According to UNICEF calculations, $1,000 is enough to feed 200 starving children a month. It’s also just enough to stave off the hunger pangs of any lone New Yorker with more money than sense . . . at least until lunchtime. $1,000 is the price of the deluxe breakfast option, a caviar-laced frittata, at Norma’s, one of the luxury hotel Le Parker Meridien’s restaurants. Essentially, it’s a glorified omelet, made from six eggs, cream, and lobster, with an extravagant 10 ounces of sevruga caviar dolloped on top. And its dozen or so cholesterol-saturated bites cost considerably more than the average New Yorker’s weekly salary.
In recent years, New York’s high-end eateries have been competing to outdo each other with ever more astronomic gastronomy. Thomas Keller’s celebrated new restaurant on Columbus Circle, Per Se, offers a $150 tasting menu, and Daniel Boulud charges $99 for the double-truffle version of his DB Burger. Then there’s the king of the gourmet fleecing: At Alain Ducasse’s infamous Essex House, a deluxe prix fixe meal costs $225. But that’s a six-course meal—it includes duck foie gras ravioli, Maine diver sea scallops, and roasted milk-fed veal. Even if you throw in several bottles of fine wine (the average bottle is $200), that still adds up to less per person than the price of Norma’s decadent entrée—a peasant staple grotesquely bloated into a meal for kings.
It’s standard marketing practice to lure customers into thinking they’re getting a bargain by making an item $9.99 instead of $10. But Norma’s frittata works through an inverse psychological ploy: The four-figure domain is crucial. Like diamonds, fur coats, champagne, you’re paying for the price more than the thing itself—a public display of the fact that money’s nothing to you. (Of course, the only people who can afford these forms of conspicuous consumption are those whose every waking minute is devoted to money—making it, monitoring their investments, moving it around to make more money out of it.) At Norma’s, the element of ostentatious largesse is turned into a ritual: When someone orders the $1,000 omelet, says Steven Pipes, general manager of Le Parker Meridien, “we have a bell we ring and we make an announcement to the whole dining room. Some people clap.”
What are they applauding exactly? The latest figures show that the gap between the extremely rich and the very poor is at its widest in decades. In New York City itself, property prices soar (the average price of an apartment in the last quarter of 2003 was more than $900,000—up 11.7 percent from the year before), while almost a million New Yorkers subsist on food stamps. Despite these ever widening divisions, Bush pushed through his wealth-redistribution (from poor to rich) tax cuts. And popular culture has never been more devoted to have-nots ogling the lifestyles of the rich and tasteless. If you thought conspicuous consumption reached its peak in the Robin Leach era, just check out VH1’s Fabulous Life of . . . and E! network’s It’s Good to Be. These TV series dissect in gory detail the gargantuan earnings and decadent spending habits of stars like Sharon Osbourne and Missy Elliott—hundreds of thousands spent on private jets and sports cars. I now know that Jennifer Aniston can spend thousands of dollars in one evening at a nightclub, and that Missy Elliott fritters away her fortune on personalized clothes and sneakers that she’ll wear only once. How long before rap stars start referencing breakfast at Norma’s alongside platinum jewelry, 24-inch rims, Burberry’s, and brandy?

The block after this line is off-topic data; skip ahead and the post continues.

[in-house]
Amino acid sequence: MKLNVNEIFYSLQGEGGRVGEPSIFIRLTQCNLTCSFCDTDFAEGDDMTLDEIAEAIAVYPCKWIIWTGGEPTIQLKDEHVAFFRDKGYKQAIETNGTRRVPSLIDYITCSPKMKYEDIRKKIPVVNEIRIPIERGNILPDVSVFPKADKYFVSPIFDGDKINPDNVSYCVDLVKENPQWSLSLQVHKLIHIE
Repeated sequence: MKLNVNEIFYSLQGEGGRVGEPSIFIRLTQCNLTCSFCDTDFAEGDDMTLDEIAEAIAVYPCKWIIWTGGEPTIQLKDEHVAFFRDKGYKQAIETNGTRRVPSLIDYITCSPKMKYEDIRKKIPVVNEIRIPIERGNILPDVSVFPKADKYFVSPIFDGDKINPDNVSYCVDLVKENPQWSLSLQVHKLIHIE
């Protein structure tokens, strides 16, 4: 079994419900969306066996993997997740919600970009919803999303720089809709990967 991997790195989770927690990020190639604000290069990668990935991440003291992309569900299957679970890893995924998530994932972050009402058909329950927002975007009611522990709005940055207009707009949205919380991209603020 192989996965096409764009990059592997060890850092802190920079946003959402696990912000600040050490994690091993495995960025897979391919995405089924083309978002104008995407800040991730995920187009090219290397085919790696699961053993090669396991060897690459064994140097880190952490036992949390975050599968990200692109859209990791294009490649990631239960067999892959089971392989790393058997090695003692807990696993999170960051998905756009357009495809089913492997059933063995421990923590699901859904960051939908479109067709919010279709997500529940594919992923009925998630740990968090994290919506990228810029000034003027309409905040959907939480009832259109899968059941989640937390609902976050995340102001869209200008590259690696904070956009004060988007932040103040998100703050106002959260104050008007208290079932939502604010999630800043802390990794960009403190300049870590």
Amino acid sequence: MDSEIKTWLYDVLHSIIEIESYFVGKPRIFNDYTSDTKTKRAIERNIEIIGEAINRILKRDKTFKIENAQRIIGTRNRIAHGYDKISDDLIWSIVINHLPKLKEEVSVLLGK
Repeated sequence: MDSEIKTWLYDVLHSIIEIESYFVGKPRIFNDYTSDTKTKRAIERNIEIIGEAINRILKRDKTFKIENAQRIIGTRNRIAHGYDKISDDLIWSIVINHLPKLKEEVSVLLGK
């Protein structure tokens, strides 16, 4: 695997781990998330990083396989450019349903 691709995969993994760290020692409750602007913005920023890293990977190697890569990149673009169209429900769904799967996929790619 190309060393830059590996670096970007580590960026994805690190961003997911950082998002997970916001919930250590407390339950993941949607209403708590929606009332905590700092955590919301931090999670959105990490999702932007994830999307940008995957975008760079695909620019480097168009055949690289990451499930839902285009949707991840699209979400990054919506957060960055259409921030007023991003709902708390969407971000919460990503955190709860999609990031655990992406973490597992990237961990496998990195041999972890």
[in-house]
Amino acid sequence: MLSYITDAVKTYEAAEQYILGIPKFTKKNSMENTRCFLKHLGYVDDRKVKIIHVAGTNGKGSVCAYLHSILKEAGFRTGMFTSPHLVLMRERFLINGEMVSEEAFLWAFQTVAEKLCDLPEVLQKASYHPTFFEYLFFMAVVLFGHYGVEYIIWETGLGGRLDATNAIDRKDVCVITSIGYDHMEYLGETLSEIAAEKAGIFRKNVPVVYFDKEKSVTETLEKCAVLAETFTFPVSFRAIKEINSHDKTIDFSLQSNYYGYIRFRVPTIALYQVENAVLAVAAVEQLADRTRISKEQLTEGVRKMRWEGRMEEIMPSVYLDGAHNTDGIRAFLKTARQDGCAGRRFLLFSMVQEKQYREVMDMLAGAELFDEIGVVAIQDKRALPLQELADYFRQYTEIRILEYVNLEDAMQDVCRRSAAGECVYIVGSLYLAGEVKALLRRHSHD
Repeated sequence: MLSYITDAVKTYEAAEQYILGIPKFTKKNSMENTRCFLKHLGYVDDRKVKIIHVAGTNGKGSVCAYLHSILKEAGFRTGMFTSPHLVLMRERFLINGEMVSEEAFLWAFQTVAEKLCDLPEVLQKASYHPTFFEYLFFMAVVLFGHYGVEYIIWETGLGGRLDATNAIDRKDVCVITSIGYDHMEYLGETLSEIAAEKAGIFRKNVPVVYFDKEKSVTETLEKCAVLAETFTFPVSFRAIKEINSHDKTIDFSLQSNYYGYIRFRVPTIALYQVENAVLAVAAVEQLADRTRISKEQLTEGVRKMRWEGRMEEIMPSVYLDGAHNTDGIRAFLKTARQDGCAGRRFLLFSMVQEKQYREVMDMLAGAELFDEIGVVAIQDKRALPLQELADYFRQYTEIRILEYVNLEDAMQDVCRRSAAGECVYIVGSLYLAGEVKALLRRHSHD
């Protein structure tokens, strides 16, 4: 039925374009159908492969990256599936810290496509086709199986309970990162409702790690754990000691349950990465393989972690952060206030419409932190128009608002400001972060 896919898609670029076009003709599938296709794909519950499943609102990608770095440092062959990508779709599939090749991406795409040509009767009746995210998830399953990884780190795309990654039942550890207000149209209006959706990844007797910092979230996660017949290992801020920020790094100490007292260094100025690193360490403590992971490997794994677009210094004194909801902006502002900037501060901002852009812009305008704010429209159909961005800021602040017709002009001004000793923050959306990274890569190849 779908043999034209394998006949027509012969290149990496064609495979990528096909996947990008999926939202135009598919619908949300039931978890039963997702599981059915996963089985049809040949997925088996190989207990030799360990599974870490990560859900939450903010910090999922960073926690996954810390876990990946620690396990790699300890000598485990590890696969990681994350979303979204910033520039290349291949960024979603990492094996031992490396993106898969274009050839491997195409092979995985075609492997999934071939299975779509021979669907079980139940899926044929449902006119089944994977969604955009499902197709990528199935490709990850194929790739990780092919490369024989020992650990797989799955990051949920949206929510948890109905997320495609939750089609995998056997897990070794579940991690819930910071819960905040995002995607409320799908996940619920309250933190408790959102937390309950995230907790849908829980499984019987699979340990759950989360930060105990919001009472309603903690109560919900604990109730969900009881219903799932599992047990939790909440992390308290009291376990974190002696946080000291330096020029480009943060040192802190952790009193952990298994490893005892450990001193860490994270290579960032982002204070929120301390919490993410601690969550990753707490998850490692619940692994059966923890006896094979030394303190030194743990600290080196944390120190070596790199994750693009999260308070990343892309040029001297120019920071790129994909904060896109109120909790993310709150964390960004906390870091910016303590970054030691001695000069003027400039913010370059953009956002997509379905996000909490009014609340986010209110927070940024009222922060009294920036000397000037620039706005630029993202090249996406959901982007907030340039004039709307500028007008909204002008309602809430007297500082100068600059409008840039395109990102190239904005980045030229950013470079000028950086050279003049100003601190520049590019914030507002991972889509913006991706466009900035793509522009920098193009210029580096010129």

In the rap world, complaining about this sort of excess makes you a player hater—you’re just jealous, it’s implied. The same is true in mainstream culture: Anyone mounting a critique of ostentatious consumption from the standpoint of social justice or even simple good taste is deemed a spoilsport. Le Parker Meridien’s Pipes claims that no one has expressed indignation at the price yet. “Why would anyone be upset?” he says. “We’re not forcing anybody to order it, we’re not wasting any food. . . . Are people upset with Petrossian for selling great caviar in kilo containers?” Norma’s was already well-known for its deluxe versions of the standard $8 breakfast/brunch dishes you can find all across the city; it considers itself a “five-star diner.” Says Pipes, “We take all the regular breakfast dishes and we Norma-cize them. That means we’ve taken something mundane and made it fun.” At $28, the foie gras brioche French toast was previously the most expensive item on the menu. Pipes says the brainstorm for the frivolous frittata came about while Norma’s chef was working on a more simple lobster-and-caviar omelet. The caviar costs $65 an ounce. “So we said, ‘Why don’t we go all the way and supersize it?’ You know, having fun with the fast-food genre. We did one version for $100 and the supersized one for $1,000 and wondered whether anyone would have the nerve to expense it on their expense account. And we had the first one today—two guys came in and ordered it.”
Still, he tries to downplay the element of excess. “Ten ounces of caviar is a lot for one person,” Pipes admits, “so I figure it’s a terrific dish for three or four people to share.” Which would put the damage at about $250 for a few bites. And that’s just as well, since eggs notoriously cause a kind of constipation that the British quaintly call “egg bound.” Add on tax and tip, and it’s the most expensive crap you’ll ever have difficulty taking.